Direct democracy needs the deep understanding of the masses involved in the revolution not to accept any authority any more - not even one of good intention activists of the revolution. The refusal of the activists and organizers involved in the revolution to take power into their hands can compliment it.


""Kropotkin rejected the two-phase approach of the Marxists and the anarchist-collectivists. Instead he proposed that a revolutionary society should “transform itself immediately into a communist society,” (1975; p. 98), that is, should go immediately into what Marx had regarded as the “more advanced,” completed, phase of communism. Kropotkin and those who agreed with him called themselves “anarchist-communists” (or “communist anarchists”), although they continued to regard themselves as a part of the broader socialist movement.

It was not possible, Kropotkin argued, to organize an economy partially on capitalist principles and partly on communist principles. To award producers differentially by how much training they have had, or even by how hard they work, would recreate class divisions and the need for a state to oversee everything. Nor is it really possible to decide how much individuals have contributed to a complex, cooperative, system of production, in order to reward them according to their labor.""

The understanding that there are products and services that cannot be distributed according to needs was you cannot really regard them as needs or measure such if there was one. Those objecting to the communist principle use it to show how absurd is the idea of "From each contribute according to ability - to each according to needs".

As human resources increase, the answering of this point need answered, but it can only be answered by people who really feel the affinity to the principle of
"From each contribute according to ability - to each according to needs" as the only one in accord with the Trinity of "Liberty, & Equality & solidarity/fraternity"

Kropotkin suggested a crude solution to that problem:

""Instead, Kropotkin proposed that a large city, during a revolution, “could organize itself on the lines of free communism; the city guaranteeing to every inhabitant dwelling, food, and clothing…in exchange for…five hour’s work; and…all those things which would be considered as luxuries might be obtained by everyone if he joins for the other half of the day all sorts of free associations….” (p.p. 118-119) This would require the integration of agricultural with industrial work, and physical with mental labor. There remained an element of coercion in Kropotkin’s proposal. Presumably able-bodied adults who would not contribute five hours of work would not get the “guaranteed” minimum.""

In a modern economy in which the basic essentials needs less than 5 hours a week, a more sophisticated system needs to be developed for the obtaining the contribution of work according to ability, and the distribution of the "luxury" products and services according to needs. A bit more modern description of that was suggested in Isaac Puente Ame pamphlet El comunismo libertario 1931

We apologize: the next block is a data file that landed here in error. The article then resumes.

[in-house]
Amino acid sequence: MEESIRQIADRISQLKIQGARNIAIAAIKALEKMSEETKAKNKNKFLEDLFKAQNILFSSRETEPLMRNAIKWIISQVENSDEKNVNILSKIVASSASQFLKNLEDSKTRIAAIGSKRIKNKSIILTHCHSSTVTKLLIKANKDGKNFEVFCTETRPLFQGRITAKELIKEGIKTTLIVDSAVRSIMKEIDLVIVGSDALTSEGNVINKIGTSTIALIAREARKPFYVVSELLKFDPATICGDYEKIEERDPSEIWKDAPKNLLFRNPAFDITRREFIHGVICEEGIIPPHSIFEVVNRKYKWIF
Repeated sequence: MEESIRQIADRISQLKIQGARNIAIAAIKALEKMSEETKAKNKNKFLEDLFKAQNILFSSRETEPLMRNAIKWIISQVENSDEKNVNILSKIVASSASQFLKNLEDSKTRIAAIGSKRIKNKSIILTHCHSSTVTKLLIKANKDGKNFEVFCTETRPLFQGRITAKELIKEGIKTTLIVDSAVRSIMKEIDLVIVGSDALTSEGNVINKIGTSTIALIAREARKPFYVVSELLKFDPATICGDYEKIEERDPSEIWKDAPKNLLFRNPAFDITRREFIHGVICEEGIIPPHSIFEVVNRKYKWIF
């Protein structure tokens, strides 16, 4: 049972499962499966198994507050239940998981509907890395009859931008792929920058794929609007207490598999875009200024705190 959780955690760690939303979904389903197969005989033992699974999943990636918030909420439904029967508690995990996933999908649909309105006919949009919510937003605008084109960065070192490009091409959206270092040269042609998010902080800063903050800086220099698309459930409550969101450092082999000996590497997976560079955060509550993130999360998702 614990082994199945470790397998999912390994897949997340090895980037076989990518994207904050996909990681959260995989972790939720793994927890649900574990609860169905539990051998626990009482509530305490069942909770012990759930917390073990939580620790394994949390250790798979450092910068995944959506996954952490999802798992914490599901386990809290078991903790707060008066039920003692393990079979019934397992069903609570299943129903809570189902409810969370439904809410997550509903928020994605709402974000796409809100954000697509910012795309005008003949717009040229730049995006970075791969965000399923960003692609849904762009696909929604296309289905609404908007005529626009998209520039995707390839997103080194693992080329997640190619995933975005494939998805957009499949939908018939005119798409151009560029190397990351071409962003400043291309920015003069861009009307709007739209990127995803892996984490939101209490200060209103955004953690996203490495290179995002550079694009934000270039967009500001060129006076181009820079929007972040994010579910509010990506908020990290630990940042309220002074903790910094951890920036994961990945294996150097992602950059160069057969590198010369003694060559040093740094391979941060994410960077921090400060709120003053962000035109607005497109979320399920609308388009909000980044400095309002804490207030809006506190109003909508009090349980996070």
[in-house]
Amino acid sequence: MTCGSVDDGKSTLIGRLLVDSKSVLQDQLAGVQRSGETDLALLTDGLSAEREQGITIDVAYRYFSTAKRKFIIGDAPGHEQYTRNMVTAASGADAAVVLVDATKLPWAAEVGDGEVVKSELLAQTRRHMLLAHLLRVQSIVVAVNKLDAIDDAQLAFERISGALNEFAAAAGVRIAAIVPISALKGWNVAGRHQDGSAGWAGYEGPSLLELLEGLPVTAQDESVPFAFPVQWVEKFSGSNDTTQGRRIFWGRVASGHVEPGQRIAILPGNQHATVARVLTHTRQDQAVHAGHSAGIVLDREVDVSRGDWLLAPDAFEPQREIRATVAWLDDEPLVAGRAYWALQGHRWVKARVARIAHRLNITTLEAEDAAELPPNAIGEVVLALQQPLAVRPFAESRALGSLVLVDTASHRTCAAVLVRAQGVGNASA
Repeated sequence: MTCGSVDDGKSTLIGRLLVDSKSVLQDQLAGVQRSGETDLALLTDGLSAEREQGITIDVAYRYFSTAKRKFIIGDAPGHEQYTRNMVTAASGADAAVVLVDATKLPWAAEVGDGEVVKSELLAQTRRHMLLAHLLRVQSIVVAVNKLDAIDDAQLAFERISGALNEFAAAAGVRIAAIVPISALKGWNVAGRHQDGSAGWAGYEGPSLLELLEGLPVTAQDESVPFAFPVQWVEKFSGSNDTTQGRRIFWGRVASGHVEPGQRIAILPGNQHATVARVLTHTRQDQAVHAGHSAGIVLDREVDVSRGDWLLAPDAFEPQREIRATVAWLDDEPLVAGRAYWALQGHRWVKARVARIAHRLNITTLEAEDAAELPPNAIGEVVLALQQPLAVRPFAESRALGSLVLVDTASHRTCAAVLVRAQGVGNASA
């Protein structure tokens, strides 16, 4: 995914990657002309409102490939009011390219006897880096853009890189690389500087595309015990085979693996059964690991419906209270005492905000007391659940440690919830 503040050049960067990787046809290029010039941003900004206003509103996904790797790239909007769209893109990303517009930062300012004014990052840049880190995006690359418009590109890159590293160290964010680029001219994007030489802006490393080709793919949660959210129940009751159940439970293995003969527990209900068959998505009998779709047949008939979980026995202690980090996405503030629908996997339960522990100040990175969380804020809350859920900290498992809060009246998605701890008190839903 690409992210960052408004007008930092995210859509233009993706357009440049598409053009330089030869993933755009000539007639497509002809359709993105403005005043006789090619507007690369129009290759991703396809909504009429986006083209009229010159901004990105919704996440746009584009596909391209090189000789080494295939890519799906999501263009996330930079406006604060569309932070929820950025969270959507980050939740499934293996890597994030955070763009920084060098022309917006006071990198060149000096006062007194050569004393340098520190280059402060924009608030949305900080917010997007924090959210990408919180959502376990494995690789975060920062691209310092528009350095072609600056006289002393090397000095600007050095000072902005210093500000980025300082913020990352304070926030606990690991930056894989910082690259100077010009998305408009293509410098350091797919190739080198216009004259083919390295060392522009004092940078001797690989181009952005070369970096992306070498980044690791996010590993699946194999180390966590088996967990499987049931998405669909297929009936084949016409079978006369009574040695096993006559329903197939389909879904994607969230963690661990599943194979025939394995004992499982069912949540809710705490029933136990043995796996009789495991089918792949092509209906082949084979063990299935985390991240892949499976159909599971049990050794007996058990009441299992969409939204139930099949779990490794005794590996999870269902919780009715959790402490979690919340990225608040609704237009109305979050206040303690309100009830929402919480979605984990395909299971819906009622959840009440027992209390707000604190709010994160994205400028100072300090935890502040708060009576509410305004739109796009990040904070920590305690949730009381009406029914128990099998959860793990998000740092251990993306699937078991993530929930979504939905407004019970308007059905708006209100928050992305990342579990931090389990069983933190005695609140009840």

"" We have the industrial potential for full communism, but there remain difficulties such as the need to reorganize technology and to appropriately industrialize the "Third World." This raises the need for some sort of phasing-in of communism.""

By joining an obvious claim to a less obvious one it implies the second is logically derived from the first... and it is entirely wrong.

If you regard that communism is the summation of direct democracy with the principle of “From each according to their abilities, to each according to their needs.” non of these is conditioned on level of production, but both are conditioned on their adoption by the masses during the revolution.

The first one is even a condition for the success of the revolution to defeat class society, as any kind of authoritarian order of power will defeat the revolution and restore class society.

The second one too is obviously hard to delay as distribution according to a complicated combination of remuneration according to needs and individual qualities is nearly impossible.

""... More people would volunteer for work than there would be necessary jobs.""

It seems to be a fantastic claim that contradict known human natural laziness and the natural tendency of channeling of energy to satisfy basic urges.

For sure there is and will be some needed work that satisfy basic urges like art and research. However, most of the activities in modern society are so far from our basic nature, that the work needed will have to be shared through direct democracy channels.

""In all previous revolutions, once the upheavals were over, the masses went back to their daily grind while only a few had the time available to actually run things.""

The masses went back to their daily grind because they were still under the influence of authoritarian mode of thinking. They trusted the leaders of revolution to do the managing in appropriate hierarchical way... not knowing that it is a sure way to corrupt even the most honest revolutionaries.

It was not done because people had not free time to do it themselves.

""With leisure for all, then all would be free to self-manage their communes, work sites, and society as a whole.""

As if manging communities and work sites is so complicated that it needs lot of time.